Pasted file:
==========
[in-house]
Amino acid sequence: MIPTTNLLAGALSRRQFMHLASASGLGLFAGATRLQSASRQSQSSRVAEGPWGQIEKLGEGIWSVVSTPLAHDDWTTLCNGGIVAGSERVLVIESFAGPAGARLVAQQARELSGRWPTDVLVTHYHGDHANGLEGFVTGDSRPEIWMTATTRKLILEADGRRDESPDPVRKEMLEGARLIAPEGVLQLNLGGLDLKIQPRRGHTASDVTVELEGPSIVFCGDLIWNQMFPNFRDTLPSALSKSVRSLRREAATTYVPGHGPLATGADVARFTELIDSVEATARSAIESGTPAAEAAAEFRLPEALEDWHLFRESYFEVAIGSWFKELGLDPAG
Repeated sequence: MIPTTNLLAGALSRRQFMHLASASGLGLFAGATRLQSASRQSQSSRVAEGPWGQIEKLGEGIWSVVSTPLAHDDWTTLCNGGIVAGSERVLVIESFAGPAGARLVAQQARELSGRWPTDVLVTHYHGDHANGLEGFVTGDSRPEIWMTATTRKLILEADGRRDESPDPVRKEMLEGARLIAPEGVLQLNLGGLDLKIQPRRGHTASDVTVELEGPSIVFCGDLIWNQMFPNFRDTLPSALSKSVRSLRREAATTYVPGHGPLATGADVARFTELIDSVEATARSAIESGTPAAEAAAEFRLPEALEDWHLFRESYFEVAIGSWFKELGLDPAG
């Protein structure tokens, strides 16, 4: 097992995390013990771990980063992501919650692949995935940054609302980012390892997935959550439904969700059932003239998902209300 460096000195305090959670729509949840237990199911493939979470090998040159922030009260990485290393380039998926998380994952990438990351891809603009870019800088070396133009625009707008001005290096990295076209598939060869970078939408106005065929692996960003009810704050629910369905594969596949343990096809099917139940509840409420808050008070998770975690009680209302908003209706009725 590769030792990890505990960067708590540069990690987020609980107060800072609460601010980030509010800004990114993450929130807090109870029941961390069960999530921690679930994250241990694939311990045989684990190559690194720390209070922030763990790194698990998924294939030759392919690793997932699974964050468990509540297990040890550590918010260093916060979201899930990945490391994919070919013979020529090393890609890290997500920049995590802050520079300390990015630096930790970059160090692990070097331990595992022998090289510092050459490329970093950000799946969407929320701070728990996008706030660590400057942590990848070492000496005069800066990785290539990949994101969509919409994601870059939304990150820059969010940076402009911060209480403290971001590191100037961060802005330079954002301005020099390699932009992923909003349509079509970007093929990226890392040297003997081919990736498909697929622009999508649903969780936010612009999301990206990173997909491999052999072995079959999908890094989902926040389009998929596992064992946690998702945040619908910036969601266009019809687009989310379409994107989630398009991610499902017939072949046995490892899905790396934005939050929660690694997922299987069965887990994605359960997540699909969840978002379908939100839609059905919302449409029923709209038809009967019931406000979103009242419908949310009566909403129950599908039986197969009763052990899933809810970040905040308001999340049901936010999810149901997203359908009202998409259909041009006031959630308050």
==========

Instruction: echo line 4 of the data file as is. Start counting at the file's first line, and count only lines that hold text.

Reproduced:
């Protein structure tokens, strides 16, 4: 097992995390013990771990980063992501919650692949995935940054609302980012390892997935959550439904969700059932003239998902209300 460096000195305090959670729509949840237990199911493939979470090998040159922030009260990485290393380039998926998380994952990438990351891809603009870019800088070396133009625009707008001005290096990295076209598939060869970078939408106005065929692996960003009810704050629910369905594969596949343990096809099917139940509840409420808050008070998770975690009680209302908003209706009725 590769030792990890505990960067708590540069990690987020609980107060800072609460601010980030509010800004990114993450929130807090109870029941961390069960999530921690679930994250241990694939311990045989684990190559690194720390209070922030763990790194698990998924294939030759392919690793997932699974964050468990509540297990040890550590918010260093916060979201899930990945490391994919070919013979020529090393890609890290997500920049995590802050520079300390990015630096930790970059160090692990070097331990595992022998090289510092050459490329970093950000799946969407929320701070728990996008706030660590400057942590990848070492000496005069800066990785290539990949994101969509919409994601870059939304990150820059969010940076402009911060209480403290971001590191100037961060802005330079954002301005020099390699932009992923909003349509079509970007093929990226890392040297003997081919990736498909697929622009999508649903969780936010612009999301990206990173997909491999052999072995079959999908890094989902926040389009998929596992064992946690998702945040619908910036969601266009019809687009989310379409994107989630398009991610499902017939072949046995490892899905790396934005939050929660690694997922299987069965887990994605359960997540699909969840978002379908939100839609059905919302449409029923709209038809009967019931406000979103009242419908949310009566909403129950599908039986197969009763052990899933809810970040905040308001999340049901936010999810149901997203359908009202998409259909041009006031959630308050």